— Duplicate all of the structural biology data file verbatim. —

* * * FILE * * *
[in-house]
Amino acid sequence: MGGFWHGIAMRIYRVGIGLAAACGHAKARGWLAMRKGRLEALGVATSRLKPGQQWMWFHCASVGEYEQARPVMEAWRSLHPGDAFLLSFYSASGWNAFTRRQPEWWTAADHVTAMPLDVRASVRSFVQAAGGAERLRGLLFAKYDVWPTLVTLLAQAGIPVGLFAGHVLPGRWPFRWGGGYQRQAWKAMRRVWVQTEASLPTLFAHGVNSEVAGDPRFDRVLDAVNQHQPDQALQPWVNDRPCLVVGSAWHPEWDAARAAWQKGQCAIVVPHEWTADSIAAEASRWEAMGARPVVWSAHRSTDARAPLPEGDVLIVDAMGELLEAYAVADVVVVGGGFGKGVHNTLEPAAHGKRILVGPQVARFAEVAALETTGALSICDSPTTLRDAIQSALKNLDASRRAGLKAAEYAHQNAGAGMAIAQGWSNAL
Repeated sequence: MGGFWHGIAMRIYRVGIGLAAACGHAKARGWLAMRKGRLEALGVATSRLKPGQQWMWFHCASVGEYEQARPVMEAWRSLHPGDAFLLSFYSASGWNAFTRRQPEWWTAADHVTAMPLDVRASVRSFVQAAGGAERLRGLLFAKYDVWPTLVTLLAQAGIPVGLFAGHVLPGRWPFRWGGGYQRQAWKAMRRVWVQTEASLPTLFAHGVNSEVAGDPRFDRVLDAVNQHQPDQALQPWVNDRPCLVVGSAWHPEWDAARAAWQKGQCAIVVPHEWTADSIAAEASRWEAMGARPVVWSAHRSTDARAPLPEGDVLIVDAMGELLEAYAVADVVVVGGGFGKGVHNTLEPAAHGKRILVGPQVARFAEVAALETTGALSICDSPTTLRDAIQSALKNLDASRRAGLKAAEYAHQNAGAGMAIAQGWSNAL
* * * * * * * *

[in-house]
Amino acid sequence: MGGFWHGIAMRIYRVGIGLAAACGHAKARGWLAMRKGRLEALGVATSRLKPGQQWMWFHCASVGEYEQARPVMEAWRSLHPGDAFLLSFYSASGWNAFTRRQPEWWTAADHVTAMPLDVRASVRSFVQAAGGAERLRGLLFAKYDVWPTLVTLLAQAGIPVGLFAGHVLPGRWPFRWGGGYQRQAWKAMRRVWVQTEASLPTLFAHGVNSEVAGDPRFDRVLDAVNQHQPDQALQPWVNDRPCLVVGSAWHPEWDAARAAWQKGQCAIVVPHEWTADSIAAEASRWEAMGARPVVWSAHRSTDARAPLPEGDVLIVDAMGELLEAYAVADVVVVGGGFGKGVHNTLEPAAHGKRILVGPQVARFAEVAALETTGALSICDSPTTLRDAIQSALKNLDASRRAGLKAAEYAHQNAGAGMAIAQGWSNAL
Repeated sequence: MGGFWHGIAMRIYRVGIGLAAACGHAKARGWLAMRKGRLEALGVATSRLKPGQQWMWFHCASVGEYEQARPVMEAWRSLHPGDAFLLSFYSASGWNAFTRRQPEWWTAADHVTAMPLDVRASVRSFVQAAGGAERLRGLLFAKYDVWPTLVTLLAQAGIPVGLFAGHVLPGRWPFRWGGGYQRQAWKAMRRVWVQTEASLPTLFAHGVNSEVAGDPRFDRVLDAVNQHQPDQALQPWVNDRPCLVVGSAWHPEWDAARAAWQKGQCAIVVPHEWTADSIAAEASRWEAMGARPVVWSAHRSTDARAPLPEGDVLIVDAMGELLEAYAVADVVVVGGGFGKGVHNTLEPAAHGKRILVGPQVARFAEVAALETTGALSICDSPTTLRDAIQSALKNLDASRRAGLKAAEYAHQNAGAGMAIAQGWSNAL